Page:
By Willard Manus
So many CDs, so little space.
Todd Sickafoose not plays half a dozen instruments, but writes and produces music. His various talents are on display in TINY RESISTORS, his latest CD on the Cryptogramophone label. Aided by ten bandmates he dives deep into a world of his own making: eleven original compositions shimmering with strange, mysterious yet beautiful sounds that defy categorization. With titles like Future Flora, Bye Bye Bees and Whistle, and his crew employing such instruments as bassoon, celeste, accordion through a Leslie, and an electric ukelele, the CD is truly, as the press notes say, "a postcard from the bent edges of jazz."
Cryptogramophone, who from its Venice, Ca. base has become a leader in
gutsy, avant-garde jazz, is THE JEFF GAUTHIER GOATETTE--HOUSE OF RETURN.
Gauthier not only plays violin, electric violin and percussion but has
written two of the seven tunes on the release. The others were composed
by some of his bandmates, plus Eric von Essen. Again, the music these
kindred souls have created is unusual, complex and introspective, yet
manages to swing as well. As with TINY RESISTORS, the CD requires repeated
hearings for complete understanding. (Crypto.tv)
To celebrate its 55th anniversary, Chicago-based Delmark has released two samplers culled from its enviable backlist--55 YEARS OF BLUES and 55 YEARS OF JAZZ (each one of which comes with a DVD). The former kicks off with Junior Wells singing his 1975 hit, Little By Little. Songs by Sleepy John Estes, Detroit Jr. and Big Joe Williams follow, with lots more to come. In all, there are 17 cuts on this generous and pleasurable anthology.
55 YEARS OF JAZZ has thirteen cuts, but that's nothing to complain about, considering that some of them are by Coleman Hawkins, Sun Ra, Art Hodes and King Curtis. (The latter blows the roof off with his 1956 rendition of Dynamite at Midnight). Another nostalgic favorite of mine is George Lewis and Friends (back in 1953) beating out a version of Doctor Jazz. How nice it is to come across a little upbeat, joyous "Dixieland" music in these parlous times.
Also from Delmark is a CD dedicated to keeping alive 40s big band music: JOHN BURNETT SWING ORCHESTRA--WEST OF STATE STREET/EAST OF HARLEM. Burnett, who hosts a jazz show on Chicago's WDCB, leads a 20-piece group that romps through such classics as Struttin With Some Barbecue, Night in Tunisia and April in Paris, plus such lesser-known tunes as Flight of the Foo Birds and Anytime, Anyday, Anywhere. Handling the vocals (on two cuts) is Frieda Lee. Heading the five-man trumpet section is the virtuosic Randy Sandke. (Bluesjazz@delmark.com)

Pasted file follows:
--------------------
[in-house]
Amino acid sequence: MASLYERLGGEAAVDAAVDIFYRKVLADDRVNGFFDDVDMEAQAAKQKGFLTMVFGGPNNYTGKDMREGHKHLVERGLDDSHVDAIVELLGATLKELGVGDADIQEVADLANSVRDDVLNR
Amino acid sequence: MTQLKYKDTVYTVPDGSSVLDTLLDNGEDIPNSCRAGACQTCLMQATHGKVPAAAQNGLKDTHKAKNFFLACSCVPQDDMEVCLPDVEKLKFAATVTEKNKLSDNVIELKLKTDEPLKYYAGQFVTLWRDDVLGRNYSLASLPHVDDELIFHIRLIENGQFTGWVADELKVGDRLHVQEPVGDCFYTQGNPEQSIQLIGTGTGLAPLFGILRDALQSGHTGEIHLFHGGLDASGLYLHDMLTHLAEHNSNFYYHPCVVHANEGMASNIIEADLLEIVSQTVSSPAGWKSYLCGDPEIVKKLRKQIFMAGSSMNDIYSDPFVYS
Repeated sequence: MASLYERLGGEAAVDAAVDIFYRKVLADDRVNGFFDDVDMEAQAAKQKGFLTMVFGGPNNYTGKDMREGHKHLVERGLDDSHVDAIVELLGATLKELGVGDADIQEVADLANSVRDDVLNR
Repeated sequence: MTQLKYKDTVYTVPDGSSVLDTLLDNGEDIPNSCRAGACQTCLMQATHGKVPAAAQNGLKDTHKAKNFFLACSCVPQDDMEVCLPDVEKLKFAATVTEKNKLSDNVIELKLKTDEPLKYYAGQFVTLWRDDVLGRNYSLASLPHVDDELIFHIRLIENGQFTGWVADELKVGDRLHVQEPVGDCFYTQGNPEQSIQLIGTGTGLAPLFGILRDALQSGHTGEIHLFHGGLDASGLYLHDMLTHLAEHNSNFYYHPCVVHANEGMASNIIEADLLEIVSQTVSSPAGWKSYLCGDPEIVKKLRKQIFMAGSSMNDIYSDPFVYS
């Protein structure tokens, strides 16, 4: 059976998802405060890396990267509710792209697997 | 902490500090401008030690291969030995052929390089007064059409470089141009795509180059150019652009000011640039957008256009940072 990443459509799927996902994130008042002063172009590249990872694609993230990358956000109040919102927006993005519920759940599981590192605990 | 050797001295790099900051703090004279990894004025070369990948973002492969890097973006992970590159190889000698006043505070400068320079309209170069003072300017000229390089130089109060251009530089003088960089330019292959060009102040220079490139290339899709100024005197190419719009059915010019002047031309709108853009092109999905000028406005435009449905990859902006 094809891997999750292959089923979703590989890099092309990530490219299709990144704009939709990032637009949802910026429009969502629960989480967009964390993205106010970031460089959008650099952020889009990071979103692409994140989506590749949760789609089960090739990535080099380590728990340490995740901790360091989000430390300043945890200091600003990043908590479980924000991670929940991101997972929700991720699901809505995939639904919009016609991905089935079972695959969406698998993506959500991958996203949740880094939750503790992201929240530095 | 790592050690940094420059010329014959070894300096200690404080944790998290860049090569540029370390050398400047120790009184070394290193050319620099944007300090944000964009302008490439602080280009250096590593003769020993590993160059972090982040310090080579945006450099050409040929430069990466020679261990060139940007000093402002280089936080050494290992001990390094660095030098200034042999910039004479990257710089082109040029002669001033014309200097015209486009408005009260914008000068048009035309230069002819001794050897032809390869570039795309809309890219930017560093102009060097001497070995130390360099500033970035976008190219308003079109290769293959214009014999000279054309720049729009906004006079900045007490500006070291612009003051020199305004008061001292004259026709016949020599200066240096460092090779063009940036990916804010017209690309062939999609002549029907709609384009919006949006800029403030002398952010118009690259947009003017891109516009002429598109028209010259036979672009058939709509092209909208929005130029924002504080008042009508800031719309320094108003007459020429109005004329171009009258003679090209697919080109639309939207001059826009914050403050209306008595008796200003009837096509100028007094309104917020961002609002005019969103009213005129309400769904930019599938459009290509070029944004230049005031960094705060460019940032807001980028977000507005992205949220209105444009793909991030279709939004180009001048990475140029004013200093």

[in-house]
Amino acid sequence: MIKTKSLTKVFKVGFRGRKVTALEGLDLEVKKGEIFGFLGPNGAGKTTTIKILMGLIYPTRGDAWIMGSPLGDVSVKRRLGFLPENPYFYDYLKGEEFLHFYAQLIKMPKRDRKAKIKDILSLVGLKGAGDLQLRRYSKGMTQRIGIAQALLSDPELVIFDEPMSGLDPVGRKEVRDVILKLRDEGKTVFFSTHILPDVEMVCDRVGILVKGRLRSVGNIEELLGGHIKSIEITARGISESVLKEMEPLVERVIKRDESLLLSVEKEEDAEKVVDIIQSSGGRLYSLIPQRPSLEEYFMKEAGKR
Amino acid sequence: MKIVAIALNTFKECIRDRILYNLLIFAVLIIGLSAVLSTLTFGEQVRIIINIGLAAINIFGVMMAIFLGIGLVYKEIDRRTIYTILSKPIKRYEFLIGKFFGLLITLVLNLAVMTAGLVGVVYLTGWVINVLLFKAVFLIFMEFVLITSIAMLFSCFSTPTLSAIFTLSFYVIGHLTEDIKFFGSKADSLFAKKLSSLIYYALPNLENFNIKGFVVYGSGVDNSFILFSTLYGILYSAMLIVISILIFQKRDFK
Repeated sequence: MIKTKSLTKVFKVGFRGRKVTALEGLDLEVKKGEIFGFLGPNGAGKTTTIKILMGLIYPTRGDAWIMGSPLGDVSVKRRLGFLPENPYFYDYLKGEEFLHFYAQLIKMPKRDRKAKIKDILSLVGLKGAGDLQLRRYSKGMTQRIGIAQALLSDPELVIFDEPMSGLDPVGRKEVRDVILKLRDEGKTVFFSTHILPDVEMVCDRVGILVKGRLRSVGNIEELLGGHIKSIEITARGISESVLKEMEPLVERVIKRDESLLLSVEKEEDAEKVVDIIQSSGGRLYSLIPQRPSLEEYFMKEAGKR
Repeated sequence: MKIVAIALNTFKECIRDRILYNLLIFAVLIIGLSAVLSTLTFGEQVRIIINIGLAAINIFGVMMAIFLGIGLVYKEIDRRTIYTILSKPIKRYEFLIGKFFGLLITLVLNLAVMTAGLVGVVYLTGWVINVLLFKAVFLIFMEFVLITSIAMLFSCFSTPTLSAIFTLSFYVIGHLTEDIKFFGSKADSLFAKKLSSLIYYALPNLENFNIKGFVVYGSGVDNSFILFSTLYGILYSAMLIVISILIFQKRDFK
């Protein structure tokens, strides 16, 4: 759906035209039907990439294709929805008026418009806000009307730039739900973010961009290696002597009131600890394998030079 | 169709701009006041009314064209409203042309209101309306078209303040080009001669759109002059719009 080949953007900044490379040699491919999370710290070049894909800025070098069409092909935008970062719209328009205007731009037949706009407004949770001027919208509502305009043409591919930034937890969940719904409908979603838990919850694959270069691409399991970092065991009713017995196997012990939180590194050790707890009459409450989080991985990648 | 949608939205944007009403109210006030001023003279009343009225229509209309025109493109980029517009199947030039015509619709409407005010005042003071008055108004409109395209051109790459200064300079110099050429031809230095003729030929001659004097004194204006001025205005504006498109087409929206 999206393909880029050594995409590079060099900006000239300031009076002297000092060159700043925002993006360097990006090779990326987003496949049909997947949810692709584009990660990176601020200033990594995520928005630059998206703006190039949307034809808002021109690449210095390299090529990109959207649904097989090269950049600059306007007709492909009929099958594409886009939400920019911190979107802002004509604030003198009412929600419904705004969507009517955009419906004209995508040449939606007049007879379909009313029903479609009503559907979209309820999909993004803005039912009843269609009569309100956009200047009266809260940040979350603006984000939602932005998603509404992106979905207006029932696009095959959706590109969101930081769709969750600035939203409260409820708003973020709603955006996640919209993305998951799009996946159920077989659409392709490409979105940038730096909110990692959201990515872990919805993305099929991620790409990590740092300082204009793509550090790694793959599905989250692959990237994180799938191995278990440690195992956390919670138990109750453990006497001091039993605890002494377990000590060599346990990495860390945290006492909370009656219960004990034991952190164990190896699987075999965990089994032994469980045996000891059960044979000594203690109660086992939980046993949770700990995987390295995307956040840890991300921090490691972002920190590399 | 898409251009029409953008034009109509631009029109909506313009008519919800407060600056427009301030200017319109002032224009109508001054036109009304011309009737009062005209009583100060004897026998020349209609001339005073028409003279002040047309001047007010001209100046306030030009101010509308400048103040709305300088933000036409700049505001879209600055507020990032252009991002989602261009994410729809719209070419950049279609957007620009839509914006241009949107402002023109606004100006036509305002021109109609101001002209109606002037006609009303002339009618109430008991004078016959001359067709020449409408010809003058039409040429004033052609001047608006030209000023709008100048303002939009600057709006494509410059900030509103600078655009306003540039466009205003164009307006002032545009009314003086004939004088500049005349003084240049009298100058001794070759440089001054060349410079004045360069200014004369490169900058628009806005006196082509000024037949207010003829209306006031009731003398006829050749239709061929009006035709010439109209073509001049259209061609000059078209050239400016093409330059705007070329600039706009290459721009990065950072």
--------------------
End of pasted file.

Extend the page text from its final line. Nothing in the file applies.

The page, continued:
From Resonance comes an outpouring of romantic jazz by violinist Christian Howes. Don't think, though, that HEARTFELT is gushy or sentimental. Howes plays with fidelity and lyricism throughout, showing off his jazz chops on all ten cuts. He is strongly aided by Roger Kellaway on piano; Andrea Oberg, guitar; Bob Magnusson, bass; and Nathan Wood, drums. Together these kindred souls make lots of warm, pretty sounds--topped off by some redhot swinging on Bernie's Tune.
Brazilian guitarist Toninho Horta has put together a tribute album to his idol, Antonio Carlos Jobim, the man whose name is synonymous with bossa nova. With Horta fronting a large orchestra comprised of Brazilian and American musicians, TO JOBIM WITH LOVE offers such familiar Jobim compositions as Agua de Beber, Modinha, The Girl From Ipanema and Desafinado. Horta, aided by singer Gal Costa, puts his own spin on these and also contributes four compositions of his own. Actually, all thirteen cuts on this Resonance release celebrate the 50th anniversary of bossa nova with style and love. Normally, I'm not a big fan of bossa nova--there's a certain sameness and tameness to the music--but this time around I gotta admit I liked what I heard. (Resonancerecords.org)